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Future Instrumentation

GBT Metrology Improvements:

The GBO has received  NSF-MSIP funding to implement a laser metrology system for measuring the surface of the GBT precisely and quickly.

The 2008 panels of the primary surface of the GBT can be adjusted in real time to maintain its parabolic shape. At present, the surface is measured using “out-of-focus” holography, which takes ~30 min but remains valid for many hours at night. During the day, however, thermal gradients in the antenna backup structure can vary on time scales approaching 1 hour, requiring calibration measurements at least this often. This is extremely inefficient, and as a result, observations at 3mm are rarely made during the day.

Recent advances in commercial technology have made it possible to purchase a laser scanner,  that if mounted near the GBT focus, will produce a hundred million angle and range measurements of the surface every few minutes.  Any given measurement has a range uncertainty ~2 mm, but the data can be averaged to reduce the errors to tens of microns on the relevant angular scales.  Measured surface distortions can then be corrected using the active surface.

Measurement of the GBT surface in real time will allow operation at the highest frequencies night or day, doubling the available telescope time at 3mm wavelength, and increasing the observing efficiency for all projects that operate above 25 GHz.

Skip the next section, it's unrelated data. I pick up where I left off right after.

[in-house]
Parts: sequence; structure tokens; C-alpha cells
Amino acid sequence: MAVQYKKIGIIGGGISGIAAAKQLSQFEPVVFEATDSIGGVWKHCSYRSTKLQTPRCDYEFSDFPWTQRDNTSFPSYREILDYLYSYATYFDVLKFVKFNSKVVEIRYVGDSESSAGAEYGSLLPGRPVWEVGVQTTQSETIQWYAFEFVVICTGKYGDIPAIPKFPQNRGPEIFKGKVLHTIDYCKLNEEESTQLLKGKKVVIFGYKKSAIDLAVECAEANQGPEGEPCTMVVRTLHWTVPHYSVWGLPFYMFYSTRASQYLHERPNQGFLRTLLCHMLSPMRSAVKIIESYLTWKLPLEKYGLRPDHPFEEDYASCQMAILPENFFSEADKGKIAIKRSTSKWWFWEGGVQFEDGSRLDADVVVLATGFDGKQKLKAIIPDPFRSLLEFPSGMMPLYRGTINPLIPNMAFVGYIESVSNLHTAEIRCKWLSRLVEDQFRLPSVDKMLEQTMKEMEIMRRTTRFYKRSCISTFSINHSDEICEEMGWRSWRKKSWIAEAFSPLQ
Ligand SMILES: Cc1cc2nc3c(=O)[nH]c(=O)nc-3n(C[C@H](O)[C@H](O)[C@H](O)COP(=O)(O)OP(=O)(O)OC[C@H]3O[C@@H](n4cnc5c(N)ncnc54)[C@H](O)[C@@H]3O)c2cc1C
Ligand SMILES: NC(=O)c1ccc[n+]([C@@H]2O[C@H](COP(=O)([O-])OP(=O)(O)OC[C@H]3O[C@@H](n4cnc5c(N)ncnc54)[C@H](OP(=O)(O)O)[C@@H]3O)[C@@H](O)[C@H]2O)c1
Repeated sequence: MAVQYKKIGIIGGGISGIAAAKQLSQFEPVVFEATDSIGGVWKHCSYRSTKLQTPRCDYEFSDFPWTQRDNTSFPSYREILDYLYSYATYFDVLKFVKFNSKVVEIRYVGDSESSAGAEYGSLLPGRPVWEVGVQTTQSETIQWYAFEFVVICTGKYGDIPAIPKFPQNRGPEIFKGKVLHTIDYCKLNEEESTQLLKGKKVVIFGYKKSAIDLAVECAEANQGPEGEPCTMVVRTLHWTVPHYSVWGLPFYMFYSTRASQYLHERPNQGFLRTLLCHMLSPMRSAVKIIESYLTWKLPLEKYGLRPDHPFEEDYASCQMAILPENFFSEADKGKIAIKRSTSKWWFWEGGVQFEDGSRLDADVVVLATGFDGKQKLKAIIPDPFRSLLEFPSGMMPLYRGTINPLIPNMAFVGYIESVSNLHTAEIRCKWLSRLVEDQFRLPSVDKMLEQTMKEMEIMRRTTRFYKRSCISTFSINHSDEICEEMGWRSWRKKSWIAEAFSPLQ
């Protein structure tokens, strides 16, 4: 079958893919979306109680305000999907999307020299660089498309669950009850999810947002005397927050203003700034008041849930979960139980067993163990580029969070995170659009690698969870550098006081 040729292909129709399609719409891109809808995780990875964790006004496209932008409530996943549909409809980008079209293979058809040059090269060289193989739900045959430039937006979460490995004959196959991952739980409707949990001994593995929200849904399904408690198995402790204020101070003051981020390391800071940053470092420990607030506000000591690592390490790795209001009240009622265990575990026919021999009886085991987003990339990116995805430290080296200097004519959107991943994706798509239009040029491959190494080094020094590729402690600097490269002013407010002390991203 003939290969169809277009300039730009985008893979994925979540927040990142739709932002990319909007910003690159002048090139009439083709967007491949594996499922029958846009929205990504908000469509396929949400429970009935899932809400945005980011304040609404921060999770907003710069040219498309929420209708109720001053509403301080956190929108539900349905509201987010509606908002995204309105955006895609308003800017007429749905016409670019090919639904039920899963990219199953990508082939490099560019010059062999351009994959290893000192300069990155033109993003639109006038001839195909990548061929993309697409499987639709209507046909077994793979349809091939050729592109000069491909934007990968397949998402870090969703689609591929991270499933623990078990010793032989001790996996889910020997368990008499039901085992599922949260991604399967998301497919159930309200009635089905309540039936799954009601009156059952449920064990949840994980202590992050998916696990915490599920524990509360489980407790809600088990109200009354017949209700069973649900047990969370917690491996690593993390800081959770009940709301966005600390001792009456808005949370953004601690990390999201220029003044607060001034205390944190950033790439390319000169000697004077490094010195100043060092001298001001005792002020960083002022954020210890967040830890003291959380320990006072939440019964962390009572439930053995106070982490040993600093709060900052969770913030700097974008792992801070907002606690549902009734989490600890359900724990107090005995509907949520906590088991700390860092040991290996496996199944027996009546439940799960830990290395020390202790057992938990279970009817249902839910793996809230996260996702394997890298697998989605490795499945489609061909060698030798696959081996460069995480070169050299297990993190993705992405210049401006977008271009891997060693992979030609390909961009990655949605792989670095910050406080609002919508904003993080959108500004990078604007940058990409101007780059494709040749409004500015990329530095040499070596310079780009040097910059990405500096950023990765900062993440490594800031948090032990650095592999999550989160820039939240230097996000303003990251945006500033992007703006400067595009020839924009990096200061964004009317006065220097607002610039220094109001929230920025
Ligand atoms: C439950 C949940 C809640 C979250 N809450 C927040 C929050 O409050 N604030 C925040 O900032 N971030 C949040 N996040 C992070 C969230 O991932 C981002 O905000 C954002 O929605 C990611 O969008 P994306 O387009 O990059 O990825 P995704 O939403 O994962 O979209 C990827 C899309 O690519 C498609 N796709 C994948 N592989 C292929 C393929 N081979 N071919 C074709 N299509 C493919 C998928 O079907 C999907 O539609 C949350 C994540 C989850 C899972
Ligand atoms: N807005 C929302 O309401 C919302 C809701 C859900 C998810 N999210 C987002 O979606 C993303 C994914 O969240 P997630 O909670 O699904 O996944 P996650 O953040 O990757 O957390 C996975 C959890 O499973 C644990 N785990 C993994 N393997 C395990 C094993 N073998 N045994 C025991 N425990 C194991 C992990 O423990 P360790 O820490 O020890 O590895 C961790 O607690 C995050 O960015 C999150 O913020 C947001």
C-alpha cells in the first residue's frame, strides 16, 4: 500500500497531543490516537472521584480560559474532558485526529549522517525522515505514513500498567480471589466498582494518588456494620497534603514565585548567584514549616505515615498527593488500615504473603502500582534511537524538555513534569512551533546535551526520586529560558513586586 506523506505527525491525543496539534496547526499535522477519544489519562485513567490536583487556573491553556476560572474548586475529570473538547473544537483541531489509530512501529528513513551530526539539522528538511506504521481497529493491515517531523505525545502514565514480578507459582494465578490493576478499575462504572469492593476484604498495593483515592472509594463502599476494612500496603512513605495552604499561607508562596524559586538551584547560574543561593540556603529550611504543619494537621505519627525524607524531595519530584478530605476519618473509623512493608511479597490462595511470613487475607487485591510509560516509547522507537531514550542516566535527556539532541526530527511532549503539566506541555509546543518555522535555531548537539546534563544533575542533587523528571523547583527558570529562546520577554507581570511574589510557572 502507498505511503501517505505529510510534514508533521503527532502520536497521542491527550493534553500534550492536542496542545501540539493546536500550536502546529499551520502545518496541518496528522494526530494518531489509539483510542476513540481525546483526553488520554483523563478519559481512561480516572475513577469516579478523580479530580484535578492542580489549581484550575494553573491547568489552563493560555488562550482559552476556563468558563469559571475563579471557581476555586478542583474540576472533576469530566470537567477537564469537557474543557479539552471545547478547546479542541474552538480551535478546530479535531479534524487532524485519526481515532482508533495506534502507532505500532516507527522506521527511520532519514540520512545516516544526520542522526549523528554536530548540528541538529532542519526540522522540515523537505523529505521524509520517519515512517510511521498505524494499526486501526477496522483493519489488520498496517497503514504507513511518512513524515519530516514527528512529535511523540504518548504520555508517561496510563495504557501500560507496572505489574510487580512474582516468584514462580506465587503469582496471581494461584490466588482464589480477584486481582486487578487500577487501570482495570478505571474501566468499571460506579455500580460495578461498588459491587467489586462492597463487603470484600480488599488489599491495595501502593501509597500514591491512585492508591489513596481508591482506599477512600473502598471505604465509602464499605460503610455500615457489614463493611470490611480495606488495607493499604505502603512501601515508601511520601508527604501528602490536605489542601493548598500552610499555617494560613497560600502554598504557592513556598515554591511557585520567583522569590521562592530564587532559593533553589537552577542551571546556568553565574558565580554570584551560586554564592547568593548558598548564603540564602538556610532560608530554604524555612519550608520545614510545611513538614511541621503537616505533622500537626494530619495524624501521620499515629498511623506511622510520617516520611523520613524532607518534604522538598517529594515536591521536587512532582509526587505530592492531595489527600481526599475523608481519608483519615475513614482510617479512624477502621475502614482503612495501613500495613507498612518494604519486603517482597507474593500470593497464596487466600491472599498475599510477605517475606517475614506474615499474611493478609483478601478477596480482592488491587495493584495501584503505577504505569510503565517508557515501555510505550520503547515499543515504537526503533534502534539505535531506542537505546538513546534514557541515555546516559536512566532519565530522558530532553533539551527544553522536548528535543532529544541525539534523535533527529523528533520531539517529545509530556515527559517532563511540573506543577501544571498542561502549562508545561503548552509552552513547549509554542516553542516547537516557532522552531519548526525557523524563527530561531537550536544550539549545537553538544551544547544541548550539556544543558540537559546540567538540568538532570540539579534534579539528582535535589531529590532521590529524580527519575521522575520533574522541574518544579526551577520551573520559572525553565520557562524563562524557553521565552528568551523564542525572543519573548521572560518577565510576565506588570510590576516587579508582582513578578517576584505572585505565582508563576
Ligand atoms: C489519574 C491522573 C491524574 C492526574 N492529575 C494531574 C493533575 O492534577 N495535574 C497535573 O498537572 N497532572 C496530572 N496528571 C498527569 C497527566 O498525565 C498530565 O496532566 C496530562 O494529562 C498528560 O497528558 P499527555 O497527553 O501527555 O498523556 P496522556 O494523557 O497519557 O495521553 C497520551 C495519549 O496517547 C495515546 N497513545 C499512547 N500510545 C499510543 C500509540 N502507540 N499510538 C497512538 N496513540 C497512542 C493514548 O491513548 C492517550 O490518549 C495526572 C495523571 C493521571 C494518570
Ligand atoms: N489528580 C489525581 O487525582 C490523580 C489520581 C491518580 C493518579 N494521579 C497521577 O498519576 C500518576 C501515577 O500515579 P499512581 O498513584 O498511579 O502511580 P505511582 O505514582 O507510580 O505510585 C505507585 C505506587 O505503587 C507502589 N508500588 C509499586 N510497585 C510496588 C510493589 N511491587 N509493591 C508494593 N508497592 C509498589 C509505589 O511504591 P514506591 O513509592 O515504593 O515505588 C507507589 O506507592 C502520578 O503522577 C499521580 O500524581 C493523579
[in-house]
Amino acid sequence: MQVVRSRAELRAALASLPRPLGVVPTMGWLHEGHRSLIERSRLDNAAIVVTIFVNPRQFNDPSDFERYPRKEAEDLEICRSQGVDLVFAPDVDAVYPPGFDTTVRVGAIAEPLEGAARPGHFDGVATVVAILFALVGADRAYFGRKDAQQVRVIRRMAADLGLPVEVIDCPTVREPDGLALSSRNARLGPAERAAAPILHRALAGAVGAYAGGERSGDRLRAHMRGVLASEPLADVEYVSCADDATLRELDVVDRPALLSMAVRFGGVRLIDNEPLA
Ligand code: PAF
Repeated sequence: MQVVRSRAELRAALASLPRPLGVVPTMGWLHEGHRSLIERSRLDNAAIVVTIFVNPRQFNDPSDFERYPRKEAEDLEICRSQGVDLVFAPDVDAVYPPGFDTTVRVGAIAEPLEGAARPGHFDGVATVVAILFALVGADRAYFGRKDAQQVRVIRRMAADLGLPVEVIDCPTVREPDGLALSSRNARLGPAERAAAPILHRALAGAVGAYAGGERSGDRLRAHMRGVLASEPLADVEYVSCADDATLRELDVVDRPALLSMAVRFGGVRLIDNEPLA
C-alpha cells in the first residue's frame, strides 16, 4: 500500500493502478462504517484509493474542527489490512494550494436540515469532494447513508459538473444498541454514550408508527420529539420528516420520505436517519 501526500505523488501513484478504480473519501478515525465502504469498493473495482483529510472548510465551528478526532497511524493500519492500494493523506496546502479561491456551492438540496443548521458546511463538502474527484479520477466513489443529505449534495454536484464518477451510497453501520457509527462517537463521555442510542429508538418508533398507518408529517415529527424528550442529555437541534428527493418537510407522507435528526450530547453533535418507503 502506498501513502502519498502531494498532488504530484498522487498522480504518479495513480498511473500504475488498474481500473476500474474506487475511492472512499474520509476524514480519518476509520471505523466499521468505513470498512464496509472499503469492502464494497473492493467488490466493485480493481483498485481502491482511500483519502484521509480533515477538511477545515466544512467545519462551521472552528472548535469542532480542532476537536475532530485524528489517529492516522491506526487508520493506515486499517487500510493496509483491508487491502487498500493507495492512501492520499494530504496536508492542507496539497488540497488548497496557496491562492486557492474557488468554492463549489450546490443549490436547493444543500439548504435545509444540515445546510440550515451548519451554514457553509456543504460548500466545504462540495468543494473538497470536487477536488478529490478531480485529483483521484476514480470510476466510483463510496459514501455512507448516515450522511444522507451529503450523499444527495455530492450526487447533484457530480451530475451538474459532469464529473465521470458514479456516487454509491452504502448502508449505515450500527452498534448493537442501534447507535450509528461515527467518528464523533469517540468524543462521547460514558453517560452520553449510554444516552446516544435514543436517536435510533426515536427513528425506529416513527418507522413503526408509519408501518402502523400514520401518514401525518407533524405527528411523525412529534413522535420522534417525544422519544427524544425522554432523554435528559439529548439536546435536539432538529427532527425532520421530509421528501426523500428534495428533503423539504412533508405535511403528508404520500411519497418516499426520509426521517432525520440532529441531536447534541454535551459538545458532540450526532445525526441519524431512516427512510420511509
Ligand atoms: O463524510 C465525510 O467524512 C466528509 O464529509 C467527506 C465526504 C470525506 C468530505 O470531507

This project takes advantage of the GBT active surface and large collecting area, which makes it the largest telescope in the world operating at mm wavelengths.

Wide Band Pulsar Receiver:

GBO is developing a new ultra-wide-band receiver for the GBT that will instantaneously cover ~0.7 — 4 GHz.

Radio pulses from pulsars are dispersed by their passage through ionized gas in the interstellar medium.  Measurement of pulses at widely-spaced frequencies is necessary to characterize and remove dispersive effects.  This currently requires use of two separate GBT receivers, often on different days.

The new receiver will allow these measurements to be made simultaneously with a single instrument, improving the signal-to-noise for pulsar observations, and improving observing efficiency for high-precision pulsar timing programs.

This receiver takes advantage of the collecting area, sensitivity, and relative freedom from interference afforded by the GBT at the Green Bank Observatory, which makes it a premier instrument for pulsar science worldwide.

The ARGUS+ Project:

This will increase the speed of the GBT by a factor of 10 for mapping key molecular transitions in the 3mm band.  These transitions provide critical information on the processes that regulate star formation over many scales.  Argus+ will routinely produce sensitive maps of molecular species with a spatial dynamic range of 10^4 to 10^5.

Argus+ takes advantage of the unique angular resolution and sensitivity of the GBT in the 3mm band.

Argus+ consists of a 144-pixel camera and detector, data reduction software, and data archive.  The camera is a 9-times copy of the existing Argus receiver with improved amplifiers and thus has low technical risk.

There is significant involvement of the scientific community in designing and executing legacy surveys.  There is  student team involvement in the surveys and production of materials for exhibits at the Green Bank Science Center.

Digitizing the IF/RF:

The GBO is developing wide-band digital systems to increase the range of frequencies detected at any instant, and to improve capabilities for removing interfering signals.

Over much of the GBT’s operational range, only a fraction of the frequencies covered by a receiver can be sent at any time from the telescope to the lab for analysis.  This arises from the restricted bandwidth of the existing analog IF and fiber systems.